(NEW YORK) — Since the U.S. Supreme Court’s overturning of Roe v. Wade, ending nearly five decades of a precedent that protected the constitutional right to an abortion, there has been a lot of public debate and confusion over what constitutes an abortion and what is considered legal.

Emergency contraceptive medications such as Plan B, also known as the morning-after pill, taken to prevent pregnancy after unprotected intercourse, have also been falsely interpreted by some as a form of abortion.

With no exact consensus, some states have defined “life” as beginning at conception or fertilization — the moment egg meets sperm. Meanwhile, the American College of Obstetricians and Gynecologists (ACOG) — the nation’s leading physician group for OB-GYNs — says complex medical concepts are being “misused” by state legislators.

“Conception and pregnancy are not the same thing,” said Dr. Elizabeth Schmidt, assistant professor of obstetrics and gynecology and director of family planning at North Shore University Hospital in New York. “Conception is not a medically recognized term.”

But doctors say the debate about when life begins shouldn’t have any bearing on Plan B, which works to stop pregnancy even earlier in the process — before fertilization, or conception.

What is Plan B?

Plan B is a progesterone hormone, which prevents ovulation or the release of an egg when taken at the appropriate time. This effectively prevents fertilization or the meeting of the sperm and egg for pregnancy. If taken after ovulation has already occurred, Plan B has no effect and there is no evidence that it harms an already established pregnancy, according to ACOG.

“Pregnant people make progesterone, and Plan B is a type of progesterone, so it makes sense that it would have no effect on a developing embryo,” Schmidt told ABC News.

Why is it confused with abortion?

Some of the confusion may stem from the Food and Drug Administration’s own website, which explains that Plan B “may prevent a fertilized egg from attaching to the womb (implantation).” The problem, experts say, is that this description is not accurate.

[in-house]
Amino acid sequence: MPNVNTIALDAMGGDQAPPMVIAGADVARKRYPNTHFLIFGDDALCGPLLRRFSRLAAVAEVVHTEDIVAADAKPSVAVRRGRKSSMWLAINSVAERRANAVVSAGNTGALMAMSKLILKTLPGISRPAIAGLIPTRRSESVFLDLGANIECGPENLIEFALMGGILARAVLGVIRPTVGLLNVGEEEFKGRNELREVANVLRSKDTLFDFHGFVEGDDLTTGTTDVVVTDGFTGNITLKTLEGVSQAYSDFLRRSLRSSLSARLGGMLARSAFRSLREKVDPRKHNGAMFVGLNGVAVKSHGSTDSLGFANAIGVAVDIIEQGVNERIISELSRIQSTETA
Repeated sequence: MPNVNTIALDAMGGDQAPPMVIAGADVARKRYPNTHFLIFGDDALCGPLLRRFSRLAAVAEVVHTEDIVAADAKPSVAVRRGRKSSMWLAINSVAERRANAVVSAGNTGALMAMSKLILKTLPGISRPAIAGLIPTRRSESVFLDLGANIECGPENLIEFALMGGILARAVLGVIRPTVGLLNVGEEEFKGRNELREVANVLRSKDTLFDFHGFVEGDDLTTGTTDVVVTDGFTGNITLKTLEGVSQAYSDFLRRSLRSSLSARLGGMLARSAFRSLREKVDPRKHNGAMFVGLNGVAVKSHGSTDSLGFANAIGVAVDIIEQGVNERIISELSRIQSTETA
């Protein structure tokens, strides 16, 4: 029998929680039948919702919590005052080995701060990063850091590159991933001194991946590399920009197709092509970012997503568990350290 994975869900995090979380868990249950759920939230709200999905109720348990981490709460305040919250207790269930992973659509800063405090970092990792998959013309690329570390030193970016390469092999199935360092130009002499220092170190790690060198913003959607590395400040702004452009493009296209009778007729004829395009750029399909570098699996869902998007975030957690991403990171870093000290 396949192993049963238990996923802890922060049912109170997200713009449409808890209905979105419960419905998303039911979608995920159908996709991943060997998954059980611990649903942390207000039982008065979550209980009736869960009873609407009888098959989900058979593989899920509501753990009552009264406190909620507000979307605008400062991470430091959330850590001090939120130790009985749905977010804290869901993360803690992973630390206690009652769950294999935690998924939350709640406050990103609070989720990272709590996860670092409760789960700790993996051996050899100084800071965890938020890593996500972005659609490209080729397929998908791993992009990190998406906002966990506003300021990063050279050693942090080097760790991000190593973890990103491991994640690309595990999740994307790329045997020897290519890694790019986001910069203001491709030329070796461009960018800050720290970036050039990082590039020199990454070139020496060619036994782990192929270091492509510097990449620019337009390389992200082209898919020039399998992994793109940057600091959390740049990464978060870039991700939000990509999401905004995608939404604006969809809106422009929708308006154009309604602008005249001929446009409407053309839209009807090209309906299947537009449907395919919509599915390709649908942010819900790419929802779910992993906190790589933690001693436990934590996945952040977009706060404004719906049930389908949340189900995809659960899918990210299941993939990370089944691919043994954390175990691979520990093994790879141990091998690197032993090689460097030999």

When the FDA first approved emergency contraception back in the late 1990s, it wasn’t totally clear how the pills prevented pregnancy, said Susan F. Wood, Ph.D., George Washington University professor and former director of the FDA’s Office of Women’s Health.

Now, she said, “new evidence [that has] been around for about 10 years now has shown that actually, Plan B works, probably essentially only through that first mechanism — blocking ovulation.”

Still, the FDA’s statement has been interpreted by some to imply abortion, resulting in objections to Plan B.

How does Plan B work?

“When used as emergency contraception, Plan B only affects ovulation,” Schmidt said. “Studies have failed to show any effect from levonorgestrel on the uterine lining when used as a one-time dose in emergency contraception.”

In a 2001 study published in Contraception, scientists looked at 45 women who were treated with short-term levonorgestrel administration — the same hormone found in Plan B — and observed no impairment in the lining of the uterus whether levonorgestrel was administered around or after ovulation. Previous studies on monkeys and rats have also failed to show a significant effect of the levonorgestrel hormone on uterine lining to prevent the implantation of a fertilized egg.

Taken collectively, this evidence suggests Plan B works primarily on the first step in the process — preventing the body from releasing an egg in the first place, or ovulating.

If the body has already released an egg prior to taking Plan B, the drug does not stop an egg from meeting sperm, and it does nothing to prevent a fertilized egg from implanting in the uterus.

Wood said given the current legal environment, the FDA should consider updating the language on its website “to pull Plan B out of the line of fire” from anti-abortion groups.

When reached for comment by ABC News, an FDA spokesperson did not comment directly on the language on its website but emphasized that “emergency contraception is used to reduce the chance of pregnancy after unprotected sex.”

“Plan B is an extremely safe medication and there are no medical contraindications to its use. It is safer than Tylenol — which is sold over the counter without restriction,” Schmidt said.

Although contraception currently remains legal throughout the U.S., the growing abortion restrictions in the country are now bringing some forms of contraception into question.

In his concurring opinion on the overturning of Roe v. Wade, Supreme Court Justice Clarence Thomas wrote that in the future, the court should reconsider other “demonstrably erroneous” precedents, including the 1965 ruling in Griswold v. Connecticut, which protects the right of married couples to buy and use contraception without government restriction.

“Limiting access to any medical care can have disastrous effects on communities,” Schmidt said. “It has been shown that states with restricted access to abortion also have higher rates of maternal and infant mortality. The situation is going to get even worse by prohibiting access to emergency contraception and abortion, which will disproportionately affect the most vulnerable and disadvantaged.”

Dr. Esra Demirel is a fellow in Minimally Invasive Gynecologic Surgery at NYU Langone Health and is a contributor to the ABC News Medical Unit.

ABC News’ Anne Flaherty contributed to this report.

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